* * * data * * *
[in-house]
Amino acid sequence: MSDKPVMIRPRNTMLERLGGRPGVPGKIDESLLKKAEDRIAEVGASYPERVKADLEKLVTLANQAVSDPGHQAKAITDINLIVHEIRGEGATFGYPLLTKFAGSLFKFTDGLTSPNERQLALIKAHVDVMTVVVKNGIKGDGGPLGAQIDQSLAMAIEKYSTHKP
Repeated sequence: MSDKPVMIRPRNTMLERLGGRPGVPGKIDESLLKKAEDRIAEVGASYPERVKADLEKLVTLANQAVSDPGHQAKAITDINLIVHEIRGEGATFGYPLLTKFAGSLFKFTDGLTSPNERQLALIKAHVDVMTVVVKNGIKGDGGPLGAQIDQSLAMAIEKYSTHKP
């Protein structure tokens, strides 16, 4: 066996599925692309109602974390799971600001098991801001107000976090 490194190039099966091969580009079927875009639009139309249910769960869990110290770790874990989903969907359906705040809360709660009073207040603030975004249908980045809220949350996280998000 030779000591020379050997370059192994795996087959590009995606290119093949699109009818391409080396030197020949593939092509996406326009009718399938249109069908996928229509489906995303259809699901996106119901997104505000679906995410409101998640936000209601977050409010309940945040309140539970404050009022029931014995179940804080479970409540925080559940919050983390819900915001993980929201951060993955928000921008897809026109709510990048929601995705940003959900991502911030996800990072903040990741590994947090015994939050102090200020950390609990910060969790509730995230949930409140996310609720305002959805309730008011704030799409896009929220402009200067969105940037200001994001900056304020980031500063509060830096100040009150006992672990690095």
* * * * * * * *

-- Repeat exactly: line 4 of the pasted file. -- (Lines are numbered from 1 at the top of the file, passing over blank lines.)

């Protein structure tokens, strides 16, 4: 066996599925692309109602974390799971600001098991801001107000976090 490194190039099966091969580009079927875009639009139309249910769960869990110290770790874990989903969907359906705040809360709660009073207040603030975004249908980045809220949350996280998000 030779000591020379050997370059192994795996087959590009995606290119093949699109009818391409080396030197020949593939092509996406326009009718399938249109069908996928229509489906995303259809699901996106119901997104505000679906995410409101998640936000209601977050409010309940945040309140539970404050009022029931014995179940804080479970409540925080559940919050983390819900915001993980929201951060993955928000921008897809026109709510990048929601995705940003959900991502911030996800990072903040990741590994947090015994939050102090200020950390609990910060969790509730995230949930409140996310609720305002959805309730008011704030799409896009929220402009200067969105940037200001994001900056304020980031500063509060830096100040009150006992672990690095």